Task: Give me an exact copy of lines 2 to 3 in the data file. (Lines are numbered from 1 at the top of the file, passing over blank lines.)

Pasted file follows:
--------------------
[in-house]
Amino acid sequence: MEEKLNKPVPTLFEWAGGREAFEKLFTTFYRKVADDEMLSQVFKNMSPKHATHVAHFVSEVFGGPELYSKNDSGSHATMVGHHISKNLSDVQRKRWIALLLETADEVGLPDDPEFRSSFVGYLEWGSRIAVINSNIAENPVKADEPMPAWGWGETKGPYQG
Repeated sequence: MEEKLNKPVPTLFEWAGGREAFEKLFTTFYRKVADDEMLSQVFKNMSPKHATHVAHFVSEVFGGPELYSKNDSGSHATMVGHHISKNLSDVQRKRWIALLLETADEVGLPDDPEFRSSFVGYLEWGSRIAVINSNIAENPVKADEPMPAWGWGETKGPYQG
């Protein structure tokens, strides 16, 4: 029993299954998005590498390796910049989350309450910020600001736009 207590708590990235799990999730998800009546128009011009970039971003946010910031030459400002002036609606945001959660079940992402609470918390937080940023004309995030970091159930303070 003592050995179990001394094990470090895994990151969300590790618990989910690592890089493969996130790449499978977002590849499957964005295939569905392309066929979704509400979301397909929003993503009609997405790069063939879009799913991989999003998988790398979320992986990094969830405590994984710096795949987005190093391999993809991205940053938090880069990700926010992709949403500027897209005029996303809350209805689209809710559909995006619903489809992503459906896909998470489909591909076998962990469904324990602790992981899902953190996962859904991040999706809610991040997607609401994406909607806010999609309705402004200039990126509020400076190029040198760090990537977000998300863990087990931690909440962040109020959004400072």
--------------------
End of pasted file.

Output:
Amino acid sequence: MEEKLNKPVPTLFEWAGGREAFEKLFTTFYRKVADDEMLSQVFKNMSPKHATHVAHFVSEVFGGPELYSKNDSGSHATMVGHHISKNLSDVQRKRWIALLLETADEVGLPDDPEFRSSFVGYLEWGSRIAVINSNIAENPVKADEPMPAWGWGETKGPYQG
Repeated sequence: MEEKLNKPVPTLFEWAGGREAFEKLFTTFYRKVADDEMLSQVFKNMSPKHATHVAHFVSEVFGGPELYSKNDSGSHATMVGHHISKNLSDVQRKRWIALLLETADEVGLPDDPEFRSSFVGYLEWGSRIAVINSNIAENPVKADEPMPAWGWGETKGPYQG